A Different Type of Beginning

This week we're looking at different ways to begin our story. Tuesday - Too Fast/Too Slow, Do we want to jump right in or build up to the action? Wednesday - Acting on Action, Opening a story with action whether it's a chase or just the characters doing something Thursday - Starting With Speech, Jumping … Continue reading A Different Type of Beginning

Describing Women

Hang around on any area of social media occupied by writers and you’re sure to see criticism of the way women are described in fiction. Not only women it’s important to note, but I’m a woman who writes women so I know something about it. The most common flaw with describing women is sexualisation. There’s … Continue reading Describing Women

Leaving Blanks

While the mirror technique often falls down at over description it’s important to remember that we don’t need to describe everything about a character or sometimes nothing. We’ve previously discussed how we can use character appearance to show character but we can also show character by what we don’t describe. For instance, if we’re writing … Continue reading Leaving Blanks

Making Them Move

A problem with describing characters is that sometimes we tell a reader one thing and then show them something else. For example, saying a character is very agile but not showing them being agile which affects how a reader imagines them. Just because we say they’re very agile if we keep showing the opposite then … Continue reading Making Them Move

Mirror, Mirror on the Wall

The most common method of describing a protagonist is by using a mirror. There’s nothing inherently wrong with a character looking in a mirror and passing comment on their appearance, we’ve all had days where we’ve looked in the mirror and thought we looked tired, ill, or noticed something particularly suited us. The problem arises … Continue reading Mirror, Mirror on the Wall

Describing Characters

This week we're painting our characters in vivid shades or leaving a gap for the reader to fill. We also have an special extended article on describing women. Tuesday - Mirror, Mirror on the Wall, The problems of the mirror approach Wednesday -  Making Them Move, Looking at showing how they move rather than telling Thursday - Leaving Blanks, Do we … Continue reading Describing Characters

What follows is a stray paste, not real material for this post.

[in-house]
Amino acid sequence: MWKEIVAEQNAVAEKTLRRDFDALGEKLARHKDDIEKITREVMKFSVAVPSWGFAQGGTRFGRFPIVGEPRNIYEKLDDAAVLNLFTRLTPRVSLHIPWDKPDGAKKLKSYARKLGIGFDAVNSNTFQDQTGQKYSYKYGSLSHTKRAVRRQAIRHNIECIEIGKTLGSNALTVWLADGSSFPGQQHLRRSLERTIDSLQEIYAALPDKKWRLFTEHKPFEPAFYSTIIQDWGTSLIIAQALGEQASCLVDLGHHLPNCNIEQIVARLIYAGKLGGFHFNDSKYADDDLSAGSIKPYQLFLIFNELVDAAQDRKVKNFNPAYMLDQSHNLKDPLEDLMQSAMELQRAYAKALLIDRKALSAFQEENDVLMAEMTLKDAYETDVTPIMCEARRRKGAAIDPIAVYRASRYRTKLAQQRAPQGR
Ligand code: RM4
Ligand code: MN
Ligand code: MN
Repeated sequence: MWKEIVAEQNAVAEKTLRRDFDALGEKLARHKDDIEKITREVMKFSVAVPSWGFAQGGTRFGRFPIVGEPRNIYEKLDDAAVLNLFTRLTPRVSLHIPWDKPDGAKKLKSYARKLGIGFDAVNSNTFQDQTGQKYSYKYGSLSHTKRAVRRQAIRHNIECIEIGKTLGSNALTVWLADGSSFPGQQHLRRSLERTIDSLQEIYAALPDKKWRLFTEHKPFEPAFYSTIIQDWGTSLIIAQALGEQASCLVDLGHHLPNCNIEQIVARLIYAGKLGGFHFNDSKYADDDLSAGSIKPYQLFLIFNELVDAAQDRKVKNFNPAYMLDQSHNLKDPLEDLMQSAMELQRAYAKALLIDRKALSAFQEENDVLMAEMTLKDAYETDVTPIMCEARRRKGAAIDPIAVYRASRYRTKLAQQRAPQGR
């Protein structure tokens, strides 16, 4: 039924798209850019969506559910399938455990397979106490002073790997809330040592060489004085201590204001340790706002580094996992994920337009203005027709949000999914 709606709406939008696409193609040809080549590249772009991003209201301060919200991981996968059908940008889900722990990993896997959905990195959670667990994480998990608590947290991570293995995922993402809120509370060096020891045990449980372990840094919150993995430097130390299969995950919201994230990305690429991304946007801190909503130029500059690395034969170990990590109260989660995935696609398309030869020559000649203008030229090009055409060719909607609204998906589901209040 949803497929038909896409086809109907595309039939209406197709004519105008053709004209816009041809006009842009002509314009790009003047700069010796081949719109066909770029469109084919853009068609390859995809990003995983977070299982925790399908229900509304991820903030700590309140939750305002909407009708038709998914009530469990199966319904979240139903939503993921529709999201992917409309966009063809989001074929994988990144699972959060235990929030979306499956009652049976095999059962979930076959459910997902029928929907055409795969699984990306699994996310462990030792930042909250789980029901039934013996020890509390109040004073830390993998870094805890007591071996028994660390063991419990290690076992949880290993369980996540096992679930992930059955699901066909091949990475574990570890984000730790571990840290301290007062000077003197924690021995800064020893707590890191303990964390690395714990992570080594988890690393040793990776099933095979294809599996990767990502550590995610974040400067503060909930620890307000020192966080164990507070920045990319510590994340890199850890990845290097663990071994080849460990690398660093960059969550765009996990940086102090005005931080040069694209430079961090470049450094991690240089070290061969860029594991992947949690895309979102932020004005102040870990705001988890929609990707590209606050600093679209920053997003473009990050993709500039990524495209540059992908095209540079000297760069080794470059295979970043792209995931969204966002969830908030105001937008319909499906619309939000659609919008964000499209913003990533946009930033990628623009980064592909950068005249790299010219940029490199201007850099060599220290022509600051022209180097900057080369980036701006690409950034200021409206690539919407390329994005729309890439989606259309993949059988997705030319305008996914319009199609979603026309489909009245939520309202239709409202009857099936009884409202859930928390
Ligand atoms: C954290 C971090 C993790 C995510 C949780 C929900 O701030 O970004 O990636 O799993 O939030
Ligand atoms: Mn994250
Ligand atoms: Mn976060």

Three of a Kind

Often a stumbling block in fiction is too much description in one go. It is possible to have a style of writing that is description heavy, and this is perfectly valid, often it’s found in literary fiction which tends towards a slower pace than a genre such as thriller. It can flow well and be … Continue reading Three of a Kind

I Can Write a Rainbow

I once heard the advice that adding a colour to a description can improve it and make it more vivid. This is true but not quite as simple as it sounds because it doesn’t always improve it, sometimes it can even have the opposite effect. As with any other description we need to consider what … Continue reading I Can Write a Rainbow

A Sense of Importance

As we’ve discussed before description can create emphasis. Generally the more description we have the greater importance something appears to be, however it’s not always as simple as that. If we spend long paragraphs describing something, even if it’s important, then we slow the story down because as long as we’re focused on whatever we’re … Continue reading A Sense of Importance

Making The Familiar Unfamiliar

Defamiliarisation is the process of making the familiar unfamiliar. Now, I could waffle on about poetic language and artistic intent and make this all very confusing, instead let’s look at direct application. When might we want to make the familiar unfamiliar? We might be writing a historical novel and a character encounters something every day … Continue reading Making The Familiar Unfamiliar